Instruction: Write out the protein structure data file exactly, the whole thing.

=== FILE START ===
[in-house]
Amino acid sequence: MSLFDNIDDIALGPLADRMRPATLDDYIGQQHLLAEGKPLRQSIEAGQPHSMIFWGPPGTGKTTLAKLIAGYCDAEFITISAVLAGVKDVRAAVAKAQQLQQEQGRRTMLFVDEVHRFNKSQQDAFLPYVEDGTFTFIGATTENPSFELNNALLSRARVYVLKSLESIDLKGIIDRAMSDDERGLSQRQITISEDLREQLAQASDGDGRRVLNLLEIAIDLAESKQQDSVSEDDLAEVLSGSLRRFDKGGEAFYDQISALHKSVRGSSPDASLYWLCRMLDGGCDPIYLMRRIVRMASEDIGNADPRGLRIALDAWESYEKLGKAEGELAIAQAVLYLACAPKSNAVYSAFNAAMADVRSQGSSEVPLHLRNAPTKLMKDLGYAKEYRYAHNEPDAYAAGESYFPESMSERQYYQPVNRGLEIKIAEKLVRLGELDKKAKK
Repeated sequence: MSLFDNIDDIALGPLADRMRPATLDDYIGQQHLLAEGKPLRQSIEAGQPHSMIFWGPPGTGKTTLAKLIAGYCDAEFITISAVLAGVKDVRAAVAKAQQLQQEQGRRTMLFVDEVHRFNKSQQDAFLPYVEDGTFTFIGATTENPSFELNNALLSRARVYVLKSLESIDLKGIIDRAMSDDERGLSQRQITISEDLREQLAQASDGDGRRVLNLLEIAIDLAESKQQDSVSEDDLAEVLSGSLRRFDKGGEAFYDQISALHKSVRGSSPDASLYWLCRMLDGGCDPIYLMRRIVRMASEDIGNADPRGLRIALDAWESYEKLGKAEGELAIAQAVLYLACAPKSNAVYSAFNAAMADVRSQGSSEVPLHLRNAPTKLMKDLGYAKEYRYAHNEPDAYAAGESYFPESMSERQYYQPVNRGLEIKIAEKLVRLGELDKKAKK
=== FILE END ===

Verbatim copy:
[in-house]
Amino acid sequence: MSLFDNIDDIALGPLADRMRPATLDDYIGQQHLLAEGKPLRQSIEAGQPHSMIFWGPPGTGKTTLAKLIAGYCDAEFITISAVLAGVKDVRAAVAKAQQLQQEQGRRTMLFVDEVHRFNKSQQDAFLPYVEDGTFTFIGATTENPSFELNNALLSRARVYVLKSLESIDLKGIIDRAMSDDERGLSQRQITISEDLREQLAQASDGDGRRVLNLLEIAIDLAESKQQDSVSEDDLAEVLSGSLRRFDKGGEAFYDQISALHKSVRGSSPDASLYWLCRMLDGGCDPIYLMRRIVRMASEDIGNADPRGLRIALDAWESYEKLGKAEGELAIAQAVLYLACAPKSNAVYSAFNAAMADVRSQGSSEVPLHLRNAPTKLMKDLGYAKEYRYAHNEPDAYAAGESYFPESMSERQYYQPVNRGLEIKIAEKLVRLGELDKKAKK
Repeated sequence: MSLFDNIDDIALGPLADRMRPATLDDYIGQQHLLAEGKPLRQSIEAGQPHSMIFWGPPGTGKTTLAKLIAGYCDAEFITISAVLAGVKDVRAAVAKAQQLQQEQGRRTMLFVDEVHRFNKSQQDAFLPYVEDGTFTFIGATTENPSFELNNALLSRARVYVLKSLESIDLKGIIDRAMSDDERGLSQRQITISEDLREQLAQASDGDGRRVLNLLEIAIDLAESKQQDSVSEDDLAEVLSGSLRRFDKGGEAFYDQISALHKSVRGSSPDASLYWLCRMLDGGCDPIYLMRRIVRMASEDIGNADPRGLRIALDAWESYEKLGKAEGELAIAQAVLYLACAPKSNAVYSAFNAAMADVRSQGSSEVPLHLRNAPTKLMKDLGYAKEYRYAHNEPDAYAAGESYFPESMSERQYYQPVNRGLEIKIAEKLVRLGELDKKAKK